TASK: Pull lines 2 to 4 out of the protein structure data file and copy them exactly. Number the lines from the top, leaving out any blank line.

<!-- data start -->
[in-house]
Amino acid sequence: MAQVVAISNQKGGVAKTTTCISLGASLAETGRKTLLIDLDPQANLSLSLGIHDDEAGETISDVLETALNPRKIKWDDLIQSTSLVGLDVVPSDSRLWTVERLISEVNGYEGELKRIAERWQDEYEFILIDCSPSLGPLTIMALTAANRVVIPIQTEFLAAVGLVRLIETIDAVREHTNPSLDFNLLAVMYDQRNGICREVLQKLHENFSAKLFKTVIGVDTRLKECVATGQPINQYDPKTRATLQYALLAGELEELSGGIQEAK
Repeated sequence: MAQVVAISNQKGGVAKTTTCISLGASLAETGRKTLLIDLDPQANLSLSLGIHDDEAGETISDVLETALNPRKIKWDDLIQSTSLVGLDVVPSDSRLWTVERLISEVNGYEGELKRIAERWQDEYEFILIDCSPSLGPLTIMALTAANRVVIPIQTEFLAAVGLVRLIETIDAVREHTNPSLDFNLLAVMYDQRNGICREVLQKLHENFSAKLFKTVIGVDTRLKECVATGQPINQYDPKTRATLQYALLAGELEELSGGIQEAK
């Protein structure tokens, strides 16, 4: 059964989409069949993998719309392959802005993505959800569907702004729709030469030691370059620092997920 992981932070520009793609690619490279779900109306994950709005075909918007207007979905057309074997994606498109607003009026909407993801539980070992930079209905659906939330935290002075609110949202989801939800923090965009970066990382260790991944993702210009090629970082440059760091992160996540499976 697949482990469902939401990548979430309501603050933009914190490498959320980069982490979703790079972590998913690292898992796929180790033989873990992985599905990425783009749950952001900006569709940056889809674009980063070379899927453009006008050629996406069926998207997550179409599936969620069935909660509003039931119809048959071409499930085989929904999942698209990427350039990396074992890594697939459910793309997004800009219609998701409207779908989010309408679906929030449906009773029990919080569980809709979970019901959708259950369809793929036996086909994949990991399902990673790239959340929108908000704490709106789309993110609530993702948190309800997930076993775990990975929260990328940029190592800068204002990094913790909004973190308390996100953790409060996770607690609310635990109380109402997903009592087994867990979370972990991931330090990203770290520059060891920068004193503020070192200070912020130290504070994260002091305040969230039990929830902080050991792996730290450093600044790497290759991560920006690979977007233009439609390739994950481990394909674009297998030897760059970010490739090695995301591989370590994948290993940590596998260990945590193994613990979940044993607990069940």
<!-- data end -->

Amino acid sequence: MAQVVAISNQKGGVAKTTTCISLGASLAETGRKTLLIDLDPQANLSLSLGIHDDEAGETISDVLETALNPRKIKWDDLIQSTSLVGLDVVPSDSRLWTVERLISEVNGYEGELKRIAERWQDEYEFILIDCSPSLGPLTIMALTAANRVVIPIQTEFLAAVGLVRLIETIDAVREHTNPSLDFNLLAVMYDQRNGICREVLQKLHENFSAKLFKTVIGVDTRLKECVATGQPINQYDPKTRATLQYALLAGELEELSGGIQEAK
Repeated sequence: MAQVVAISNQKGGVAKTTTCISLGASLAETGRKTLLIDLDPQANLSLSLGIHDDEAGETISDVLETALNPRKIKWDDLIQSTSLVGLDVVPSDSRLWTVERLISEVNGYEGELKRIAERWQDEYEFILIDCSPSLGPLTIMALTAANRVVIPIQTEFLAAVGLVRLIETIDAVREHTNPSLDFNLLAVMYDQRNGICREVLQKLHENFSAKLFKTVIGVDTRLKECVATGQPINQYDPKTRATLQYALLAGELEELSGGIQEAK
């Protein structure tokens, strides 16, 4: 059964989409069949993998719309392959802005993505959800569907702004729709030469030691370059620092997920 992981932070520009793609690619490279779900109306994950709005075909918007207007979905057309074997994606498109607003009026909407993801539980070992930079209905659906939330935290002075609110949202989801939800923090965009970066990382260790991944993702210009090629970082440059760091992160996540499976 697949482990469902939401990548979430309501603050933009914190490498959320980069982490979703790079972590998913690292898992796929180790033989873990992985599905990425783009749950952001900006569709940056889809674009980063070379899927453009006008050629996406069926998207997550179409599936969620069935909660509003039931119809048959071409499930085989929904999942698209990427350039990396074992890594697939459910793309997004800009219609998701409207779908989010309408679906929030449906009773029990919080569980809709979970019901959708259950369809793929036996086909994949990991399902990673790239959340929108908000704490709106789309993110609530993702948190309800997930076993775990990975929260990328940029190592800068204002990094913790909004973190308390996100953790409060996770607690609310635990109380109402997903009592087994867990979370972990991931330090990203770290520059060891920068004193503020070192200070912020130290504070994260002091305040969230039990929830902080050991792996730290450093600044790497290759991560920006690979977007233009439609390739994950481990394909674009297998030897760059970010490739090695995301591989370590994948290993940590596998260990945590193994613990979940044993607990069940």